To the extent the Will excluded Verolin, it was invalidated at the Application's hearing. On appeal, however, the Application Judge's ruling was overturned and the will was upheld.
The issues before the Court of Appeal were framed as follows:
 Is it open to the courts to scrutinize an unambiguous and unequivocal residual bequest in a will, with no discriminatory conditions or stipulations, if a disappointed beneficiary or other third party claims that the bequest offends public policy? Is third-party extrinsic evidence of the testator’s alleged discriminatory motive for making the bequest admissible on an application to set aside the will on public policy grounds?
73] This question lies at the very heart of Eric’s exercise of his testamentary freedom. It must be remembered that the bequest at issue is of a private, rather than a public or quasi-public, nature. Recall Tarnopolsky J.A.’s caution in Canada Trust, at p. 515, that it was the “public nature of charitable trusts which attracts the requirement that they conform to the public policy against discrimination”. Here, assuming that Eric’s testamentary bequest had been facially repugnant in the sense that it disinherited Verolin for expressly stated discriminatory reasons, the bequest would nonetheless be valid as reflecting a testator’s intentional, private disposition of his property – the core aspect of testamentary freedom.
 In these hypothetical circumstances, neither Ontario’s Human Rights Code, R.S.O. 1990, c. H.19 nor the Charter of Rightsand Freedoms would apply to justify court interference with the testator’s intentions. The Human Rights Code, of course, ensures that every person has a right to equal treatment with respect to services, goods and facilities without discrimination based on race and other enumerated grounds. The Charter pertains to state action. Neither reaches testamentary dispositions of a private nature.
 Absent valid legislative provision to the contrary, the common law principle of testamentary freedom thus protects a testator’s right to unconditionally dispose of her property and to choose her beneficiaries as she wishes, even on discriminatory grounds. To conclude otherwise would undermine the vitality of testamentary freedom and run contrary to established judicial restraint in setting aside private testamentary gifts on public policy grounds...
 It need hardly be said that public policy in Canada precludes discrimination on the basis of race and other discriminatory characteristics. The public policy against discrimination is reflected in the Charter and the human rights legislation of every province in Canada, including Ontario’s Human Rights Code.
 But the desirability of affirming the public policy against discrimination does not lead to the conclusion that third-party extrinsic evidence of a testator’s alleged discriminatory motive is admissible to challenge the validity of a will where, as here, the testator’s residual bequest to a private beneficiary is absolute, unequivocal and unambiguous. Quite the opposite. If, as Rondelholds, extrinsic evidence is not admissible to establish what a testator intended, still less should it be admissible to question whythe testator made a particular bequest...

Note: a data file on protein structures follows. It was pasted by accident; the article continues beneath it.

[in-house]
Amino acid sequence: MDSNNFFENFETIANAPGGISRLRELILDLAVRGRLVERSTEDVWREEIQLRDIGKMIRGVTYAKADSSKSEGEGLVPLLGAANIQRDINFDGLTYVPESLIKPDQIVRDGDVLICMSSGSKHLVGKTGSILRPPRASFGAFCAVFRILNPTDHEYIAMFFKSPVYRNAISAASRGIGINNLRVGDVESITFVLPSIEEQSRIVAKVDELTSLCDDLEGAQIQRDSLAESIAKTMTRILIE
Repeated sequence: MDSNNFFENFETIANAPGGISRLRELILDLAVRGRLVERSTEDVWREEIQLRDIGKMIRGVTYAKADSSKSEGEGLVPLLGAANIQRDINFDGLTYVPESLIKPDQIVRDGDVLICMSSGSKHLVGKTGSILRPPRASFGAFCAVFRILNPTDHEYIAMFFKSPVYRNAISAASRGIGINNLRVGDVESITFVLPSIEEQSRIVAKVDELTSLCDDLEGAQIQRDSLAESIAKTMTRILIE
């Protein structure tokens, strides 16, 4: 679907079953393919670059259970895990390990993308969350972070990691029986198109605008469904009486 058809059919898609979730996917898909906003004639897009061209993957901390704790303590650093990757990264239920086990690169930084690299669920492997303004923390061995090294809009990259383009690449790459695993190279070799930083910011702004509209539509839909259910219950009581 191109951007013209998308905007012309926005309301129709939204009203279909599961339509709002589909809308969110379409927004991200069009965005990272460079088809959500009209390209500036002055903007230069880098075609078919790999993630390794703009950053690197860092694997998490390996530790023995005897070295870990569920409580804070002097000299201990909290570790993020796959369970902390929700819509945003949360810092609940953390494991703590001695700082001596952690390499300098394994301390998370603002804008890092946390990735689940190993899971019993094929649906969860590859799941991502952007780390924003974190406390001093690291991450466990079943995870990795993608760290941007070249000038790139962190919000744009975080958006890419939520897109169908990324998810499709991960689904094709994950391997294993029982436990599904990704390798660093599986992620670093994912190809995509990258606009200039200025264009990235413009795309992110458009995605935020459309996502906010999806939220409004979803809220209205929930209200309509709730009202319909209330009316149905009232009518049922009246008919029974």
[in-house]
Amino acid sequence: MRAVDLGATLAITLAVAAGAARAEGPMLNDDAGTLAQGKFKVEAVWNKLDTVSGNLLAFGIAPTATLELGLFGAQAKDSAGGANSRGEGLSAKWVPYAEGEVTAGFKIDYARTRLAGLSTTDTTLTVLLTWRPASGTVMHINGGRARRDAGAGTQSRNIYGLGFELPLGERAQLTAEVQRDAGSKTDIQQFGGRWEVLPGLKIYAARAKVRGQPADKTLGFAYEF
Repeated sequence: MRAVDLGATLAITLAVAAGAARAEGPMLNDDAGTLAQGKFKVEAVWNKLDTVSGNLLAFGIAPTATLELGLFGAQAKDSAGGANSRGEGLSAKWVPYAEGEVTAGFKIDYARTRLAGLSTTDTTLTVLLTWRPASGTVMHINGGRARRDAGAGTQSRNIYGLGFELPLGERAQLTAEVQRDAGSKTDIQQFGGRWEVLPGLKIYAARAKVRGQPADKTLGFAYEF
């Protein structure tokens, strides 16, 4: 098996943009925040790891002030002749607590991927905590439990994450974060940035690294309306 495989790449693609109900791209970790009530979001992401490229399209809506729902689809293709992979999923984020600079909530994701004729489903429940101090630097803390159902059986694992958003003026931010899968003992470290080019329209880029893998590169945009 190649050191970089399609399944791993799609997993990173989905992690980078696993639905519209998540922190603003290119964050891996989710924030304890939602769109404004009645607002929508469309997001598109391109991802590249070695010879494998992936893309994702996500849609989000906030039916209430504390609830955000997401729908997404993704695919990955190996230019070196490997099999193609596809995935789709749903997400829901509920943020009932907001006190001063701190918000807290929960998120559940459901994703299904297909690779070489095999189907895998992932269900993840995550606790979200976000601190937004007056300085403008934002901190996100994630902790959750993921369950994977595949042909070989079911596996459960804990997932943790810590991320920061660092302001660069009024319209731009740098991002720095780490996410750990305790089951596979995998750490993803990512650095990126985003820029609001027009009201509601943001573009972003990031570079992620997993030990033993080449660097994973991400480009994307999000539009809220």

As I have indicated in these reasons, the scope for judicial interference with a testator’s private testamentary dispositions is limited. So, too, is the reach of the public policy doctrine in estates cases. And for good reason. The court’s power to interfere with a testator’s testamentary freedom on public policy grounds does not justify intervention simply because the court may regard the testator’s testamentary choices as distasteful, offensive, vengeful or small-minded. As the court observed in Thorsnes v. Ortigoza, 2003 MBQB 127 (CanLII), 174 Man. R. (2d) 274, at para. 14, “a person has the right, subject to fulfilling specific legal obligations to dependants, to dispose of his or her estate in an absurd or capricious manner, whatever others may think of the fairness or reasonableness of the dispositions”.
Most notoriously, Millar set aside a generous gift to be given to the mother or mothers who gave birth to the most children in a ten year period after his death. The disposition of his Estate was challenged all the way to the Supreme Court. The Chief Justice ruled that the intention behind this bequest might be unseemly, but it didn't violate any specific law or established line of legal reasoning, and therefore Courts were not free to strike it out.
Until the recent Spence appeal ruling, it might have been difficult to succeed in an argument that a dispute with a child, reflected in a disinheritance over the gender, race or religion of a child's partner or children would be addressed by Ontario's courts as simply a private matter between family.
Spence, however, has apparently elevated the principle of testamentary freedom beyond any objections over discrimination, so long as a testamentary bequest is solely private in character and no public or community trust is implicated.
It is now increasingly unlikely that Ontario's court will be willing to look more deeply into family disputes and strike out or amend a Last Wills that purported to exclude a beneficiaries on grounds that the public at large would consider discriminatory, based on the Canada's Charter values.
This anomaly can only be resolved by legislative change.